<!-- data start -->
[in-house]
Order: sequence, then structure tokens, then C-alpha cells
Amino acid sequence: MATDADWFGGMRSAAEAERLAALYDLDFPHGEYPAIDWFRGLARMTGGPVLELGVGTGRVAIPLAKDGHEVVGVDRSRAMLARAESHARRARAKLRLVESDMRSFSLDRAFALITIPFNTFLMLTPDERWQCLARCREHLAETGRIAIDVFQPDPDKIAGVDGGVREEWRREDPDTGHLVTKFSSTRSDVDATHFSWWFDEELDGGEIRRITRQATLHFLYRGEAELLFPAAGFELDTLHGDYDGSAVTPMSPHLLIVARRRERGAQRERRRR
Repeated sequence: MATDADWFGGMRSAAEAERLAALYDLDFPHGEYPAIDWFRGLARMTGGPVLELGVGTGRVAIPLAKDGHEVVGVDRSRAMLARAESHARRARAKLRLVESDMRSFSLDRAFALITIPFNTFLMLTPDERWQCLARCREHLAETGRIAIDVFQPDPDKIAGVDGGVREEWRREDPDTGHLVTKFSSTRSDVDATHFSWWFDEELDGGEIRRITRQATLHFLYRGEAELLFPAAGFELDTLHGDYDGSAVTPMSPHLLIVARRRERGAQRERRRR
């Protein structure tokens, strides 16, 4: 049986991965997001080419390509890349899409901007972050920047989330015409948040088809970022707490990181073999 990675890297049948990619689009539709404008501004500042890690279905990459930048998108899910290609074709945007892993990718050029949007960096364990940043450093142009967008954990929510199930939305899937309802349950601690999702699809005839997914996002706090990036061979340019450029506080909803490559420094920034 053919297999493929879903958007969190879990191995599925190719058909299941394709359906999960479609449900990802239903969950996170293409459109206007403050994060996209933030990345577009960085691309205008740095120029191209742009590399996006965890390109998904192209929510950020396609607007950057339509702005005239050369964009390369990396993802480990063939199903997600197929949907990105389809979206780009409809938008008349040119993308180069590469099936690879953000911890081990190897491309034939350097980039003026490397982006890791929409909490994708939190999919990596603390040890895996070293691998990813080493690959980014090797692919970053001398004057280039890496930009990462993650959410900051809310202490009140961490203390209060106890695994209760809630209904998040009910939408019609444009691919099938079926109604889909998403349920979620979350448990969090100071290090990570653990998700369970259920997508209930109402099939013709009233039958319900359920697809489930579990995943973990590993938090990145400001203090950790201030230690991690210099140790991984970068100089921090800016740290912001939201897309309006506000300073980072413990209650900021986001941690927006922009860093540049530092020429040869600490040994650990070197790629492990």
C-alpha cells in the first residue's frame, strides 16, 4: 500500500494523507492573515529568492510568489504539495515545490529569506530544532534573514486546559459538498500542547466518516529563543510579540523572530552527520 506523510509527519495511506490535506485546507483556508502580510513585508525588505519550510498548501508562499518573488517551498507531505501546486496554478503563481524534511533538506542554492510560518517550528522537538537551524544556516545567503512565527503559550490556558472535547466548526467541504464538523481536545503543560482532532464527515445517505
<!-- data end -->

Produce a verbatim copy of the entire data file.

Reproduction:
[in-house]
Order: sequence, then structure tokens, then C-alpha cells
Amino acid sequence: MATDADWFGGMRSAAEAERLAALYDLDFPHGEYPAIDWFRGLARMTGGPVLELGVGTGRVAIPLAKDGHEVVGVDRSRAMLARAESHARRARAKLRLVESDMRSFSLDRAFALITIPFNTFLMLTPDERWQCLARCREHLAETGRIAIDVFQPDPDKIAGVDGGVREEWRREDPDTGHLVTKFSSTRSDVDATHFSWWFDEELDGGEIRRITRQATLHFLYRGEAELLFPAAGFELDTLHGDYDGSAVTPMSPHLLIVARRRERGAQRERRRR
Repeated sequence: MATDADWFGGMRSAAEAERLAALYDLDFPHGEYPAIDWFRGLARMTGGPVLELGVGTGRVAIPLAKDGHEVVGVDRSRAMLARAESHARRARAKLRLVESDMRSFSLDRAFALITIPFNTFLMLTPDERWQCLARCREHLAETGRIAIDVFQPDPDKIAGVDGGVREEWRREDPDTGHLVTKFSSTRSDVDATHFSWWFDEELDGGEIRRITRQATLHFLYRGEAELLFPAAGFELDTLHGDYDGSAVTPMSPHLLIVARRRERGAQRERRRR
């Protein structure tokens, strides 16, 4: 049986991965997001080419390509890349899409901007972050920047989330015409948040088809970022707490990181073999 990675890297049948990619689009539709404008501004500042890690279905990459930048998108899910290609074709945007892993990718050029949007960096364990940043450093142009967008954990929510199930939305899937309802349950601690999702699809005839997914996002706090990036061979340019450029506080909803490559420094920034 053919297999493929879903958007969190879990191995599925190719058909299941394709359906999960479609449900990802239903969950996170293409459109206007403050994060996209933030990345577009960085691309205008740095120029191209742009590399996006965890390109998904192209929510950020396609607007950057339509702005005239050369964009390369990396993802480990063939199903997600197929949907990105389809979206780009409809938008008349040119993308180069590469099936690879953000911890081990190897491309034939350097980039003026490397982006890791929409909490994708939190999919990596603390040890895996070293691998990813080493690959980014090797692919970053001398004057280039890496930009990462993650959410900051809310202490009140961490203390209060106890695994209760809630209904998040009910939408019609444009691919099938079926109604889909998403349920979620979350448990969090100071290090990570653990998700369970259920997508209930109402099939013709009233039958319900359920697809489930579990995943973990590993938090990145400001203090950790201030230690991690210099140790991984970068100089921090800016740290912001939201897309309006506000300073980072413990209650900021986001941690927006922009860093540049530092020429040869600490040994650990070197790629492990």
C-alpha cells in the first residue's frame, strides 16, 4: 500500500494523507492573515529568492510568489504539495515545490529569506530544532534573514486546559459538498500542547466518516529563543510579540523572530552527520 506523510509527519495511506490535506485546507483556508502580510513585508525588505519550510498548501508562499518573488517551498507531505501546486496554478503563481524534511533538506542554492510560518517550528522537538537551524544556516545567503512565527503559550490556558472535547466548526467541504464538523481536545503543560482532532464527515445517505